I spent about an hour boiling over with rage, and then wrote back and politely informed my client that I did not write non-consentual encounters (negotiated non-con is a different beast, but we’ll leave that for now), and perhaps i had misunderstood him? And if I had not misunderstood him, well then we could talk about whether he wanted to give me a partial payment for what I’d already done and find another freelancer, or just call it done.

He backtracked quickly. I did rewrite the scene to make the Alpha more Alpha-y, but he asked for and got his yes before he laid a finger on the woman in question. Thank you *very* much.

Another of my friends likes to say that I’m saving the world through porn by writing what I do. I write about broken people who manage to tape themselves back together again, and get their happily ever after, even if it doesn’t look like they thought it would. I write about poly families establishing long-term couples that are happily ever after for everyone. I write about women who are strong, and make their own choices. And, maybe even more importantly, I write about partners who love how independent their women are, who don’t view it as a challenge to be conquered, but as an asset in their joint battle against the forces of the world.

My friend Stacy did end up letting the clerk call the police. The police were very respectful. They never once asked what she was doing out so late, on her own, or asked if she thought she should be out by herself. They didn’t blame her, or accuse her, though she still found herself explaining why she was out alone. The guy who shouted at her was, of course, long gone by then, but she got home safe. She gave me permission to tell the story here and use her name, because, as she said to me this morning, “What good is freedom and autonomy if using it puts you in mortal danger?”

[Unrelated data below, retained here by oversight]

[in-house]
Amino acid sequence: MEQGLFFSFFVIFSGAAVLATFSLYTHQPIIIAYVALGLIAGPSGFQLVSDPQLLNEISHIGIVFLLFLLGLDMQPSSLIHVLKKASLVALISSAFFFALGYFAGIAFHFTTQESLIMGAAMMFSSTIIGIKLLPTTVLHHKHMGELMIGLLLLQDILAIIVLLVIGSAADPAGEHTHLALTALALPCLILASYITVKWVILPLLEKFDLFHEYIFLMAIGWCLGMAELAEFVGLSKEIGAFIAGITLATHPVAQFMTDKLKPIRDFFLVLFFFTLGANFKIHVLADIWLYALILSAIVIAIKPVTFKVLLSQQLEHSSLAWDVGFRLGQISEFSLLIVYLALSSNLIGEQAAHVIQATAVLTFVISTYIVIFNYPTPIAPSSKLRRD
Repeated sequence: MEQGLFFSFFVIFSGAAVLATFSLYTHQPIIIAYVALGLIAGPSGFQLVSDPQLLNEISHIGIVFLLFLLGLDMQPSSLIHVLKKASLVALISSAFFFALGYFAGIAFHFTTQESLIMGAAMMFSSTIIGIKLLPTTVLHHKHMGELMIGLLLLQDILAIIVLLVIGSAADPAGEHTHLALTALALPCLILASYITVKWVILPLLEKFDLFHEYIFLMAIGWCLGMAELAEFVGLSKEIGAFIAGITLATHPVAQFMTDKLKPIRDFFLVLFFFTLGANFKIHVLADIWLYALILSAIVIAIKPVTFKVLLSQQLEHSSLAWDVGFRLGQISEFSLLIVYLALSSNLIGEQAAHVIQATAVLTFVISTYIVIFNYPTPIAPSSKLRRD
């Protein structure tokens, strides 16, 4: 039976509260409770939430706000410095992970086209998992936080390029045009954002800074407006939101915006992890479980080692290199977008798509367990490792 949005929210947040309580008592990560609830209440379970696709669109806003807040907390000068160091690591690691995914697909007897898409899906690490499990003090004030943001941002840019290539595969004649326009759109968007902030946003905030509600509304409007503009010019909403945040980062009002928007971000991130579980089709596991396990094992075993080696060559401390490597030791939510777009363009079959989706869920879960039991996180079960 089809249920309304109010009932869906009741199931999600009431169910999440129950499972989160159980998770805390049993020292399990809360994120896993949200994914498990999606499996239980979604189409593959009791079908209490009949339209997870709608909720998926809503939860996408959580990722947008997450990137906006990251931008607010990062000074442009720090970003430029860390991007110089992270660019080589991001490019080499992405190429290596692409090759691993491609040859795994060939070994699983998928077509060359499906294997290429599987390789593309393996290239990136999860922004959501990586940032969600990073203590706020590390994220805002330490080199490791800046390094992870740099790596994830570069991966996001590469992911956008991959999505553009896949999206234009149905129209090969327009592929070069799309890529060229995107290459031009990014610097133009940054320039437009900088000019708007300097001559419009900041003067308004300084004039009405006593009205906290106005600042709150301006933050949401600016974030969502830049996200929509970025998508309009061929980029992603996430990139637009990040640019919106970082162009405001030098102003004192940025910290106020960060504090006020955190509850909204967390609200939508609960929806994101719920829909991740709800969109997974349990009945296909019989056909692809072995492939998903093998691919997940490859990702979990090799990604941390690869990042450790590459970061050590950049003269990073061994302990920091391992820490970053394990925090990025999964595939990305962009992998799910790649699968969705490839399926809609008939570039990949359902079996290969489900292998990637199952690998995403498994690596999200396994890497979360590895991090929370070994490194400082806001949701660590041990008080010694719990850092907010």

To every romance writer out there: don’t believe for a second that what you write isn’t important. What you write is read, and it matters. It helps women see that there is hope, that we can demand more from the people around us. That’s crucial, if we’re ever going to change this world, and make it better for our daughters and our sons.

Keep going.

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13 thoughts on “On the importance of romance novels”

  1. Thank you for this. I so needed to read this today. I write romance and sometimes go through the traumas of thinking my work is worthless and frivolous, but I write this kind of stuff because I need to believe in happy endings, even if they don’t always happen in real life. That’s why some of us read books…

    Liked by 1 person

    1. Susan, I’m incredibly glad this was there when you need it. And yes, more than one of the short pieces I’ve written have been because one or another of my friends has gotten in touch and said “tell me a happy story.” I send hugs.